Cynophobia or fear of dogs is very common with children. Dogs are pack animals and look to humans quite often as the pack heads. If a human is looking scared, the dog can misinterpret this. It believes there is something the dog needs to watch for. Not realising the human is afraid of it.
Understanding dog behaviour can help a person work out what the dogs feel or think. Back in 2009, I spent an afternoon working with a dog psychologist understanding dog body language. I learnt how to interpret if a dog was looking happy and relaxed, or whether it was aggressive.
This information actually saved me from being attacked by dogs who thought I was an intruder when all I was doing was posting a letter. When I see clients for fear of dogs, I usually spend a little time each session going through dog behaviour as well as teaching relaxation tools you can use when in an area there are dogs.
Maddie came to see me about her fear of dogs or cynophobia. She was 38 years old and had developed the phobia over a lifetime. As a child, she had been bitten by a neighbour’s dog and this flashed into her mind when talking about dogs. She had recently moved in with her boyfriend who lived on a farm complex and there were sheepdogs. In the village, there were a lot of people with dogs and it was stopping her socialise.
She wanted to be able to just walk down the road and not think twice about a dog being taken for a walk.
Over a period of 4 sessions, she was able to learn about dogs and their behaviour. She learnt tools which helped refocus her anxiety and be able to leave the house. With the hypnotherapy and NLP techniques, she was able to overcome the fear and start being more sociable in the village.
Case Study 2
Ellie aged 8 was brought to see me about her fear of dogs or cynophobia. Being so young a lot depended on her ability to focus, but it turned out, in the end, I need not worry, she was a model client. Her neighbours had dogs and her mother had to open the front door whilst Ellie stayed in the car before dashing up the path and into the house.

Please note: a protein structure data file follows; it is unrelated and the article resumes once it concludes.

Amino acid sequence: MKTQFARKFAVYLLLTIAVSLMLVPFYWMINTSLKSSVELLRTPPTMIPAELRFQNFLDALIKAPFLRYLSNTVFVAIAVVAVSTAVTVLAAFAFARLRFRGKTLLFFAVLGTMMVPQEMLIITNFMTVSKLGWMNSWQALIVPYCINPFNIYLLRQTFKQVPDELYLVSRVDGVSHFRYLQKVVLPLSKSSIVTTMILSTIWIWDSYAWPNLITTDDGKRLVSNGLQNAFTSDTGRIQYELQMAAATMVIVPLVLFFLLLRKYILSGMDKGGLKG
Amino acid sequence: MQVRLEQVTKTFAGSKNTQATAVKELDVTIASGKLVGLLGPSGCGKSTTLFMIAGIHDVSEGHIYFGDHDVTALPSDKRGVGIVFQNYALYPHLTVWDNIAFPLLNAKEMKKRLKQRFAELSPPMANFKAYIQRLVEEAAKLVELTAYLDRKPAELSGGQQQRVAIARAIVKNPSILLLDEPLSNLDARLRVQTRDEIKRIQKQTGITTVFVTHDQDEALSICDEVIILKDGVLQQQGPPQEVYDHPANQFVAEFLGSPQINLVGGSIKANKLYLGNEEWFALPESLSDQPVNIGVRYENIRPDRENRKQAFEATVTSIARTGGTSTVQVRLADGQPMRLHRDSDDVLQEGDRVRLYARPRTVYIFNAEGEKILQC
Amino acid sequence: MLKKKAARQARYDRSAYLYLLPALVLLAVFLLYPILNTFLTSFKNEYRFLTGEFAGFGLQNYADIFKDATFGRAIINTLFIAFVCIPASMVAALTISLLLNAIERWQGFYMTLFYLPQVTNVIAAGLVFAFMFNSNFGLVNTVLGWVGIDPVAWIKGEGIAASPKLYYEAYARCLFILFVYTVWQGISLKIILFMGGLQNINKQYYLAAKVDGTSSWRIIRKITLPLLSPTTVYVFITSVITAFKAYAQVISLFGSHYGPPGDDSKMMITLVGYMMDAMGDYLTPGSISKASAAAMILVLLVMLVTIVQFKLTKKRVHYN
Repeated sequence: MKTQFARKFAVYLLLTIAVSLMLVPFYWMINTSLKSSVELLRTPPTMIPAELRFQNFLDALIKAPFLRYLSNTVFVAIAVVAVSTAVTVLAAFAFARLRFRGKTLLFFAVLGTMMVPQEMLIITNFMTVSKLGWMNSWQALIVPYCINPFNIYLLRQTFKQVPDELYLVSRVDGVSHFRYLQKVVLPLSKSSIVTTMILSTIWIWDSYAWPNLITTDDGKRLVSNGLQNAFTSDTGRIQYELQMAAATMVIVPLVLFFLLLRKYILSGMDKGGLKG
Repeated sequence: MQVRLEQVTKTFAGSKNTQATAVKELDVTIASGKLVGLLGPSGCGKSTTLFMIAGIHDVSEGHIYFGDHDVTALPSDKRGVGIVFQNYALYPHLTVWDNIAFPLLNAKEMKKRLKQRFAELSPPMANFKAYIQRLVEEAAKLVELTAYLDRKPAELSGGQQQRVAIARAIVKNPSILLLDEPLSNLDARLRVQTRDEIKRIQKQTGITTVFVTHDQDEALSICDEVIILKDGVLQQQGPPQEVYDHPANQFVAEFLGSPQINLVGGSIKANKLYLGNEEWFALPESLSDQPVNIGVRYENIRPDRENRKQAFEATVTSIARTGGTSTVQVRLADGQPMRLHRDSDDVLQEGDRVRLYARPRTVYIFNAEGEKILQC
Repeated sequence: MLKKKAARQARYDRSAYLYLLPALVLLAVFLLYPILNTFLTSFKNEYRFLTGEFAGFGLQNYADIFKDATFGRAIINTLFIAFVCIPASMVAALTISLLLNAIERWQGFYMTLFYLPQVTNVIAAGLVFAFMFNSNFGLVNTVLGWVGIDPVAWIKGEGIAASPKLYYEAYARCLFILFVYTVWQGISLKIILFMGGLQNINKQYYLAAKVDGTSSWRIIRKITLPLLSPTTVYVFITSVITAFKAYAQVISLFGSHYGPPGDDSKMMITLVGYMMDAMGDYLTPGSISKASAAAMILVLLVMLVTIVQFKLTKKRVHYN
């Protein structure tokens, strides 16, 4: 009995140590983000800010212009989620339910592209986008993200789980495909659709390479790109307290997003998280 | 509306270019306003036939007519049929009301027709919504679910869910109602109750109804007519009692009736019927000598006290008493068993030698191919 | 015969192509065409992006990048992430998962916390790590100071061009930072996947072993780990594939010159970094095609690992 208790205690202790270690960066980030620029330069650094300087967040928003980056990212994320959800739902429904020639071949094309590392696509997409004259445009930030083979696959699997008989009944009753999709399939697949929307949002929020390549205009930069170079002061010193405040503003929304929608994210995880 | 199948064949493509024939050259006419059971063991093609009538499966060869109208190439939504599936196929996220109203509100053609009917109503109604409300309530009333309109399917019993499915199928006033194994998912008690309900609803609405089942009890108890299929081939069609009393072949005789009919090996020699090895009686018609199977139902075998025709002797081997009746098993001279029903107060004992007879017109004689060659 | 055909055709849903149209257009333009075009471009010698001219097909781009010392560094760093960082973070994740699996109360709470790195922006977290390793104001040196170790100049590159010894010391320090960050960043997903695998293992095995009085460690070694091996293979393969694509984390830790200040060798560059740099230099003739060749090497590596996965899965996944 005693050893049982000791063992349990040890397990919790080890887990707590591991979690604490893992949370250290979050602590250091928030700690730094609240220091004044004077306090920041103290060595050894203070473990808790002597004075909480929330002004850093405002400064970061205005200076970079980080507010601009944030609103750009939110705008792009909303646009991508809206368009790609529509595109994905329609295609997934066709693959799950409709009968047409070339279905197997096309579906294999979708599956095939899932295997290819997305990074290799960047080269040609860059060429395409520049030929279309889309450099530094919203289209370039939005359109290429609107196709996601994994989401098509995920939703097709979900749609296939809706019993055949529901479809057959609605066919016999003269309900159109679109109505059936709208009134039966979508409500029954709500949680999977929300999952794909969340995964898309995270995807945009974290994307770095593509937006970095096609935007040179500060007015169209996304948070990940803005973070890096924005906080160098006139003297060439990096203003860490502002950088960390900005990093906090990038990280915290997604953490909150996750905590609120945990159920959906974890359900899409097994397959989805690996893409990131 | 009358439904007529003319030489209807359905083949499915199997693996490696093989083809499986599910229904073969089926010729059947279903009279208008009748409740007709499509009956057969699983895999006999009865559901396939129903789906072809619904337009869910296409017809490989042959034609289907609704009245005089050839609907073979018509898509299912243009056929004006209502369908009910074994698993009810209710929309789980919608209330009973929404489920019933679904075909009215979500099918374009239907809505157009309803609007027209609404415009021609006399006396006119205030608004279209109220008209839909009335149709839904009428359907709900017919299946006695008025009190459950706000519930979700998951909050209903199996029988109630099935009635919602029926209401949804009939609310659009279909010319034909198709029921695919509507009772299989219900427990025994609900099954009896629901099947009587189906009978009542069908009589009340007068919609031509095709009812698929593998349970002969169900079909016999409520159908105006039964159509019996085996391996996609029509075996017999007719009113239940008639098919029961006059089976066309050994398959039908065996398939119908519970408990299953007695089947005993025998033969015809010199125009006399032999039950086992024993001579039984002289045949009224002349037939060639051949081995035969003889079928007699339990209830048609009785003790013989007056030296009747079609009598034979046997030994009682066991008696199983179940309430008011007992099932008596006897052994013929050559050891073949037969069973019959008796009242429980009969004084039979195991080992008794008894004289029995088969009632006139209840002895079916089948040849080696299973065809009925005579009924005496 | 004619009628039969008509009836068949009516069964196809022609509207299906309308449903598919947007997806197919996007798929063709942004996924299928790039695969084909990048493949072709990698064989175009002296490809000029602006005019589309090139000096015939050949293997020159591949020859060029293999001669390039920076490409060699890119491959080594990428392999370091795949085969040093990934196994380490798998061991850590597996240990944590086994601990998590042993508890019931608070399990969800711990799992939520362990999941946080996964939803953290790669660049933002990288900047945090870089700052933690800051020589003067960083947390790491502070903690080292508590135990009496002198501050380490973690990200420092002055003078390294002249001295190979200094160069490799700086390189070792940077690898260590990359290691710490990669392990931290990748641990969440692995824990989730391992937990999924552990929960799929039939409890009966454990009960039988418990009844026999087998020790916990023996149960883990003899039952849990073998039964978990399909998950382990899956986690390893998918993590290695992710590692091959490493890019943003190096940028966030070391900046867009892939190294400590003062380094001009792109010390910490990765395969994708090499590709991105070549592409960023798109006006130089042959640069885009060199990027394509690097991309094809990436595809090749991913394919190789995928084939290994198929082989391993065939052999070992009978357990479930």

She couldn’t go out to the shops or to the park without screaming and jumping on her mother or father. Even school was a no-go area as the house next door had a large guard dog which barked as the children played in the playground.
She wanted to be able to go to the park and not worry. She wanted to be able to go to school without worrying and go to the shops. Ideally, she wanted to make friends with dogs as her friends had them.
Over a period of 6 sessions, she learnt all about how dogs look to us for cues. What a dog looks like when happy, and when it’s defensive. We scrambled the bad experiences she’d had and slowly each week gave her tasks to complete. Such as going into a cafe and talking to owners about their dogs. Finding the right dog to eventually stroke. By session 5 she had managed most of the tasks and was over the moon as were her parents. By session 6 she had stroked a neighbours dog and was planning on taking it out on walks.
Also see Phobias